Apple and Google are both taking steps to help their customers use their phones less frequently, indicating an underlying problem with the design of the technology we use every day. Indeed, people are increasingly becoming more and more addicted to their phones and other smart devices. This is thanks largely to the fear of missing out.
People, especially teenagers, are dangerously addicted to social media apps like Instagram and Snapchat. This is by design: The more you use these apps, the more money these apps make for their makers. And so, companies like Facebook—which builds the world’s popular social networks like Facebook, WhatsApp, and Instagram—invest heavily in the development of products and services that help them grow and increase user retention.
Instagram, for example, toyed with the idea of delaying notifications for new likes on posts specifically so that users would open the Instagram app more frequently. The theory is that these users would become concerned when their posts weren’t getting many likes, and this would cause them to compulsively recheck for updates. Pretty clever, right?
It’s obvious that being glued to your phone isn’t healthy. And Apple and Google are implementing features in their respective mobile platforms to help users with their addictions: Both iOS 12 and Android P will come with new “digital health” features that limit how much a user uses their phone every day or how much time they are allowed to spend on individual apps each day. The idea is pretty straightforward: If you think you are using an app too much, you can simply put a limit on that usage, and once the limit is reached, your phone will prevent you from using the app unless the limit is reset. Or you could simply ignore the limit and continue using the app.
And I believe that’s the main problem with these new digital health features. It’s way too easy to ignore the limits, something which has proven time and time again to be unsuccessful at treating addiction. For example, if you leave a wine bottle right in the view of someone who’s trying to stay sober, it’ll be difficult for them to not drink. And that’s essentially the same scenario with the digital health limits that are so easy to ignore or disable, especially on iOS 12. Even though Apple will let parents easily control the app limits and screen time limit on their children’s phones, the limits make it too easy for general users to ignore.
Don’t get me wrong, these new digital health features—on both platforms—are still incredibly important. As someone who is glued to his phone every day, I see how these digital health features could really help me avoid distractions, care less about missing out, and actually focus on the real world. My phone usage is obnoxious, and the detailed reports you can get on phone usage on iOS 12 are really helpful at identifying my most terrible phone usage habits.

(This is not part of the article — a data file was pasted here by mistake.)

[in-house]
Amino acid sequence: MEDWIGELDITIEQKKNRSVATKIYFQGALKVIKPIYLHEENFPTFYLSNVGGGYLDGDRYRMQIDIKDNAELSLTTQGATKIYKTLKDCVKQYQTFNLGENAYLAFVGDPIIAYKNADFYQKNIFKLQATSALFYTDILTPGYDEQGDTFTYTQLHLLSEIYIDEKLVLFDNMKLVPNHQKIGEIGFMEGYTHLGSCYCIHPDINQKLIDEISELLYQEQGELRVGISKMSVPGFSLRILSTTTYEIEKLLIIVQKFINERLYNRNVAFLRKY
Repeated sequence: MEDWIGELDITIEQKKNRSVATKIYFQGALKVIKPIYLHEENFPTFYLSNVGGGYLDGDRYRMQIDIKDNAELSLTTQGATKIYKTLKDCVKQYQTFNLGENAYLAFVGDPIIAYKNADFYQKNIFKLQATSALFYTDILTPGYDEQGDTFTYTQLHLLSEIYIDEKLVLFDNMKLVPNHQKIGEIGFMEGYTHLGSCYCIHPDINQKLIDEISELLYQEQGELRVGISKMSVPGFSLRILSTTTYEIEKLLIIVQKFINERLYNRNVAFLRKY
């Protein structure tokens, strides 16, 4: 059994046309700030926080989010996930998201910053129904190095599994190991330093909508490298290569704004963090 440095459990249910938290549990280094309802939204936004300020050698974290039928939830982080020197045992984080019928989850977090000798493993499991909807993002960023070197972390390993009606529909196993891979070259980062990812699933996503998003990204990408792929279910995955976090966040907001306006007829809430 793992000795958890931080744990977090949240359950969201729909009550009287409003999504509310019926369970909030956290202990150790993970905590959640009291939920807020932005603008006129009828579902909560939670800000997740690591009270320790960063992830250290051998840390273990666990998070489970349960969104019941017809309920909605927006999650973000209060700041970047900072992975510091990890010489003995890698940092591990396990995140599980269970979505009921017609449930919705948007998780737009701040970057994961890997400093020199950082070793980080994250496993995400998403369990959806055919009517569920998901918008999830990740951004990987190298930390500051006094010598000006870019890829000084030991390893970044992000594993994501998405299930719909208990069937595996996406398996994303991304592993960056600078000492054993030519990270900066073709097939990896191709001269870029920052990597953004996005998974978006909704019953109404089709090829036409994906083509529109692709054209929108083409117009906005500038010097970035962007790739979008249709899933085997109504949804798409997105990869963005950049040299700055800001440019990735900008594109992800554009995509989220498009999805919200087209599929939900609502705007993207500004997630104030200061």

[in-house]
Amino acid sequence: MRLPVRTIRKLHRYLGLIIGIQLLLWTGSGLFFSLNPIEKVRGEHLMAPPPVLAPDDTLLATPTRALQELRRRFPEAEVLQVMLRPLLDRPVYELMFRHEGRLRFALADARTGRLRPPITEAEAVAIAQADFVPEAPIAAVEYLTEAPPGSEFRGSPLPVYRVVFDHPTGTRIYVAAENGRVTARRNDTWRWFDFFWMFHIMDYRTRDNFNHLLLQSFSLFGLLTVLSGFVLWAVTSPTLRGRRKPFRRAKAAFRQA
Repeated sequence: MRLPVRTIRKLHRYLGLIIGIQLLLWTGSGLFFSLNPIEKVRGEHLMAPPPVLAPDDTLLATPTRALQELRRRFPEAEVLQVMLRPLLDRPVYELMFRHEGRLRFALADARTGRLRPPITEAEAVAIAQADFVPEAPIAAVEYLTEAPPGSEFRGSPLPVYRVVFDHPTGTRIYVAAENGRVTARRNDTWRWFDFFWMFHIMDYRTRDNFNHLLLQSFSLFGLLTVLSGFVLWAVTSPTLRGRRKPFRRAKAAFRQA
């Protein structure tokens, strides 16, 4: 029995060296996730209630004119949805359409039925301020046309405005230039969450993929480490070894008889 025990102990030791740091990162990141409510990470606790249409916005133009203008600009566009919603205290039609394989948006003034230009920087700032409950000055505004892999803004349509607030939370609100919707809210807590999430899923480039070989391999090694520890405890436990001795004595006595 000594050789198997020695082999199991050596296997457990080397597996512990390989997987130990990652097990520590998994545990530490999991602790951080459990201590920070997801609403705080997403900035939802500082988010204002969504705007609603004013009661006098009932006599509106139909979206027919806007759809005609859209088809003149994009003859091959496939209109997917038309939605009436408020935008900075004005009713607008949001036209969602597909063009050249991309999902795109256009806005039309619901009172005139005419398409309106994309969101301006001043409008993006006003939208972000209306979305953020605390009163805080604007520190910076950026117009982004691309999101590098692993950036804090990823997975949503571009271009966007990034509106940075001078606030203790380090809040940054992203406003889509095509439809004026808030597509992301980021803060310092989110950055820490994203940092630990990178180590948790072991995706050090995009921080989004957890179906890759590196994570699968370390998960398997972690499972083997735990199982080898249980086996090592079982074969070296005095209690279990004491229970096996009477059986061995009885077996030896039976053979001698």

For example, I apparently pick up my phone every 4 minutes each day — if that’s not unhealthy, I don’t know what is. And I can assure you there are other users around my age who pick up the phone more frequently. Put simply: we really don’t want to miss out on the snaps, the Instagram DMs, the streaks, and the memes on Twitter. It’s an obnoxious world where fear of missing out essentially controls the user’s mind and behavior.
Well, there isn’t one. Digital health limits help, but they most likely aren’t going to be effective at fully mitigating the issue. The improved Do Not Disturb features did help me with distractions and to focus a bit better on my schoolwork when studying for exams in the last few weeks. But I still found myself going back to Instagram and Snapchat every 15 or 20 minutes, or sometimes even after just 5 minutes. In fact, the problem got so bad that I ended up turning off my phone to actually focus on my studies.
Related, I had been planning to write this story ever since iOS 12 was first revealed but I never found the time to actually sit down and write because of the distractions of social media and…Fortnite. I’m writing this story right now on my phone sitting on a train underground, all in one go, mainly because I don’t have a network and there’s no Snapchat or Instagram to distract me.
Here’s the thing: Digital health is important. Focusing on the real world is important. And more importantly, actually missing out on some things could end up being healthy in the longer run. But to make sure we aren’t addicted to our phones, it should be our own responsibility to effectively use the new digital health features.
With companies like Facebook pushing you to watch more content on your phone with platforms like IGTV and implementing other growth hacking techniques on its platforms, it’s getting harder to stay away from your phone than ever before. Apple and Google are doing work to improve things with these coming new features. But ultimately, it’s our responsibility to actually put them to use.